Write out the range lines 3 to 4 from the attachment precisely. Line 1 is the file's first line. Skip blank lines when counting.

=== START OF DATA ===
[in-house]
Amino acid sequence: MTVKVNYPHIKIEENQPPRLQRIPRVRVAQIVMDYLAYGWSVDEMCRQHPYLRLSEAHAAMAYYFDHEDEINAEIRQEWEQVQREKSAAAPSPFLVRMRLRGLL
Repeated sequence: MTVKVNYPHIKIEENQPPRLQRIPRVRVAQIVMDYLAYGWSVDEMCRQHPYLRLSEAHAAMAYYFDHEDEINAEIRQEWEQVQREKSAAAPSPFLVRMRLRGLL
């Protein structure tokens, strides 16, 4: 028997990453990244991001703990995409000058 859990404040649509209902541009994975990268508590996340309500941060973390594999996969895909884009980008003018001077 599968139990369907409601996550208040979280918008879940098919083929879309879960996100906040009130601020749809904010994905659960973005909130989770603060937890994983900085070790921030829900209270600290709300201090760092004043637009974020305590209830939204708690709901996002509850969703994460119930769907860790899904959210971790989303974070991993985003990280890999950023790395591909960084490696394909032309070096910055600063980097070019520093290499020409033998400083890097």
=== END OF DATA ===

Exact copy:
Repeated sequence: MTVKVNYPHIKIEENQPPRLQRIPRVRVAQIVMDYLAYGWSVDEMCRQHPYLRLSEAHAAMAYYFDHEDEINAEIRQEWEQVQREKSAAAPSPFLVRMRLRGLL
């Protein structure tokens, strides 16, 4: 028997990453990244991001703990995409000058 859990404040649509209902541009994975990268508590996340309500941060973390594999996969895909884009980008003018001077 599968139990369907409601996550208040979280918008879940098919083929879309879960996100906040009130601020749809904010994905659960973005909130989770603060937890994983900085070790921030829900209270600290709300201090760092004043637009974020305590209830939204708690709901996002509850969703994460119930769907860790899904959210971790989303974070991993985003990280890999950023790395591909960084490696394909032309070096910055600063980097070019520093290499020409033998400083890097």